NFP Quick Analysis: Expect more dollar falls as the Fed may cut rates

  • US Non-Farm Payrolls figures have disappointed with 145,000 jobs gained.
  • Fed officials may reconsider their stance.
  • The US dollar has room to fall if such figures persist.

America is still hiring – but offers fewer jobs with lower pay. The Non-Farm Payrolls report for December 2019 has dropped below expectations with an increase of 145,000 against 164,000 expected and higher whisper numbers – given upbeat data leading into the event. Moreover, downward revisions to previous months shed 15,000 jobs.

Worse, Average Hourly Earnings rose by only 0.1% monthly and slipped below 3% yearly – they stand at 2.9% against 3.1% expected.

Will the Fed cut rates?

The US dollar dropped in the immediate aftermath, but there may be more in store. 

The Federal Reserve has two mandates: employment and inflation. The bank seems to have given up on price rises. Jerome Powell, Chairman of the Federal Reserve, said he first wants to see a significant and sustainable increase in inflation before raising rates. John Williams, President of the New York branch of the Federal Reserve, indicated that the bank would have to live with low inflation.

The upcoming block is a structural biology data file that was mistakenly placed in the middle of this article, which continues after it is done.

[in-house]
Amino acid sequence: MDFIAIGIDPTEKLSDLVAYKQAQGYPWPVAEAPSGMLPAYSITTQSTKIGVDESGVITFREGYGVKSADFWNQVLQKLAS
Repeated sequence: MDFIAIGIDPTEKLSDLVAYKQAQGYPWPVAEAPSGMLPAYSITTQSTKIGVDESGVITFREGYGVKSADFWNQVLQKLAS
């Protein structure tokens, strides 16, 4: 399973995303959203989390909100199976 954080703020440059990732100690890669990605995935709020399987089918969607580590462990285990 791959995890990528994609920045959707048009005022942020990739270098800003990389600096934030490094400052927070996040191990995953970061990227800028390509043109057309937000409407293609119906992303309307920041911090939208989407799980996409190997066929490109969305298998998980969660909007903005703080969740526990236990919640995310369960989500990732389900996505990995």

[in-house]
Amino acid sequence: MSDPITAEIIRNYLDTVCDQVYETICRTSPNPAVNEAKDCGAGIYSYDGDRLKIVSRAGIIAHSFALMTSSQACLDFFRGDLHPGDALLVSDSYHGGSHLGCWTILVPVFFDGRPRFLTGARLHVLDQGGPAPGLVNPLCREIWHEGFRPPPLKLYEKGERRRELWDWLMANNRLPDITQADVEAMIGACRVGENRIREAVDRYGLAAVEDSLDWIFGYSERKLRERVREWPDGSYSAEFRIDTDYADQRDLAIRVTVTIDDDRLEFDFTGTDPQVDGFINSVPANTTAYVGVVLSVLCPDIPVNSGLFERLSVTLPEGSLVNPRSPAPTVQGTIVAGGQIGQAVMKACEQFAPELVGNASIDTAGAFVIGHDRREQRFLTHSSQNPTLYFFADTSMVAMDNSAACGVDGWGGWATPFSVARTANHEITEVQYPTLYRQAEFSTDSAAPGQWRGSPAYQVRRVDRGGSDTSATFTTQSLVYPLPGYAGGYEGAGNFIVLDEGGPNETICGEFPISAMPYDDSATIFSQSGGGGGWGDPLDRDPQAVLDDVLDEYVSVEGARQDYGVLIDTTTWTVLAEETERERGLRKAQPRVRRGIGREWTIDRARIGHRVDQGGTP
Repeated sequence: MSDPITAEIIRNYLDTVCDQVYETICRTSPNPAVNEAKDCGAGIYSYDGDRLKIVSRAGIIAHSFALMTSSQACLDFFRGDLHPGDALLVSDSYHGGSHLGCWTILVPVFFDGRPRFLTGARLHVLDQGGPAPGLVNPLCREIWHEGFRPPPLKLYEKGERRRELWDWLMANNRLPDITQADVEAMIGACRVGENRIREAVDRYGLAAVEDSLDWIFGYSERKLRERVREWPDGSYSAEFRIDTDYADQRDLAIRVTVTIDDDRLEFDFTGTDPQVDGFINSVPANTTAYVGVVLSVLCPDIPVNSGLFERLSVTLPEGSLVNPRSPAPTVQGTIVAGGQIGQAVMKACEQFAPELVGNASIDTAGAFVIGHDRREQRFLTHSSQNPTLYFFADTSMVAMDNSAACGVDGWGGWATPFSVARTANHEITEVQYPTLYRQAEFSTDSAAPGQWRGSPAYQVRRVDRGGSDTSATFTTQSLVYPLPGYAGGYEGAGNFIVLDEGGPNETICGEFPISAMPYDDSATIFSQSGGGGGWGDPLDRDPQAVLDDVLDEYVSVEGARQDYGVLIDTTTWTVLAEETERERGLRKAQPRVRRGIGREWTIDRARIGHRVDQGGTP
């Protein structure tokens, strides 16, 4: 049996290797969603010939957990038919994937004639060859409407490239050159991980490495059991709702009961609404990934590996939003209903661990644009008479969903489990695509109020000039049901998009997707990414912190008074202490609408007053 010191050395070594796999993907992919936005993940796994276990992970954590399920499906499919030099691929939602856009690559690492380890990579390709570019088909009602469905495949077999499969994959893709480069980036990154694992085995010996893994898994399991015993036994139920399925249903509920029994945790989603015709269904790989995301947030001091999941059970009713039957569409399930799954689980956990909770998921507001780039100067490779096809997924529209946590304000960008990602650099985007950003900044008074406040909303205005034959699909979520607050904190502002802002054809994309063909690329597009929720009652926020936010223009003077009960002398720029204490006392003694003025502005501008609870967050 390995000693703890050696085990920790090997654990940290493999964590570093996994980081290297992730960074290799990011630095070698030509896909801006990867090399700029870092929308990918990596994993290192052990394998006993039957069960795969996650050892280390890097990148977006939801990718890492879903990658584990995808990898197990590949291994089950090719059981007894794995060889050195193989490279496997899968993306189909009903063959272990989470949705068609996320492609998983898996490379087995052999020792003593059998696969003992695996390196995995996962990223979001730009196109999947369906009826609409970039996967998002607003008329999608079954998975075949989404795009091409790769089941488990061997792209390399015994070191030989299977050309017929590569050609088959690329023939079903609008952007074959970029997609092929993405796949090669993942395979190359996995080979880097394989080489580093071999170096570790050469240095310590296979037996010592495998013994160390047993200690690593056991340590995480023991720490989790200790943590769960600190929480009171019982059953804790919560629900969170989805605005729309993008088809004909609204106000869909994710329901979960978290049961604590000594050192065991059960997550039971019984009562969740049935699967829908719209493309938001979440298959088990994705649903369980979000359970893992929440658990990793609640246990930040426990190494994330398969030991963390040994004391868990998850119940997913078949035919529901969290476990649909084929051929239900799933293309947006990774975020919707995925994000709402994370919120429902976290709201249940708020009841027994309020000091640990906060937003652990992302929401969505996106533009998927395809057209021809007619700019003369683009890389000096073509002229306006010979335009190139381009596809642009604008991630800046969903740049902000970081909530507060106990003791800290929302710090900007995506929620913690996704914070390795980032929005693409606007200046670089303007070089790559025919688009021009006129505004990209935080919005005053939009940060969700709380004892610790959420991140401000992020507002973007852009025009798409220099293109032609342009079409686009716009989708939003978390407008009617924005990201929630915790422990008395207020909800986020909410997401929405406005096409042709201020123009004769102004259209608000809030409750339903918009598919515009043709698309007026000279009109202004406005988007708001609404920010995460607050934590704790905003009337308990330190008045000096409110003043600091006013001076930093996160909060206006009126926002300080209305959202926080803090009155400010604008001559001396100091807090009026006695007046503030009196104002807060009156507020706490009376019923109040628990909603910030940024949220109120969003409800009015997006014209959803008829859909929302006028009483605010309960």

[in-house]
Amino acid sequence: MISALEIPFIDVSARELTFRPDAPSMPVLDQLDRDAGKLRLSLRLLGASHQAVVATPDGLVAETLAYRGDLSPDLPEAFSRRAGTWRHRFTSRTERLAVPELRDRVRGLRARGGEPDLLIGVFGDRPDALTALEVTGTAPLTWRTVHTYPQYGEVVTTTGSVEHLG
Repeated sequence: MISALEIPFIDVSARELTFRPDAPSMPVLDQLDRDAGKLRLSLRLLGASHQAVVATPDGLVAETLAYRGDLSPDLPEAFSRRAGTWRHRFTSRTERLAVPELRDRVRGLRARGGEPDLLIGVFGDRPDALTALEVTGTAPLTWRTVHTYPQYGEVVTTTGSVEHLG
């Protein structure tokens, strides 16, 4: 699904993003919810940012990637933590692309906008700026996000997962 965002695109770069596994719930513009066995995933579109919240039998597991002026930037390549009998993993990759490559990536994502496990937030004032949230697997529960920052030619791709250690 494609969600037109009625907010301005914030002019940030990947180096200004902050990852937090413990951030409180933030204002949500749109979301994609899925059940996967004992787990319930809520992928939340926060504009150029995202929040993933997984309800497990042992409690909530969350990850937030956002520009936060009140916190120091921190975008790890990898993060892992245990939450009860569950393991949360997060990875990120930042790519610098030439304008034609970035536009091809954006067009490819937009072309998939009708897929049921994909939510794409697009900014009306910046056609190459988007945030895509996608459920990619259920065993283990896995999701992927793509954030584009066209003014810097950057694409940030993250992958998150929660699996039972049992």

The wage figures seem to vindicate the pessimistic stance on inflation. Without rising pay, prices may remain stuck for some time. 

Yet also the job front is not exactly satisfactory. 2019 has seen the slowest gain in jobs since 2011 – in the depth of the crisis. While some attribute this to the US nearing full employment, the low participation rate – stuck at 63.2% – does not support this theory. Moreover, textbook economics suggest that wages should rise when employers find it hard to find workers – and salaries are stuck as well.

The next Fed decision is on January 29. While Powell and co. are expected to leave rates unchanged, this jobs report may give them pause for thought – perhaps signaling the end of their pause. 

And if expectations for a rate cut increase, pressure on the dollar may follow. This retreat may be the beginning, not the end of the response to December's NFP. 


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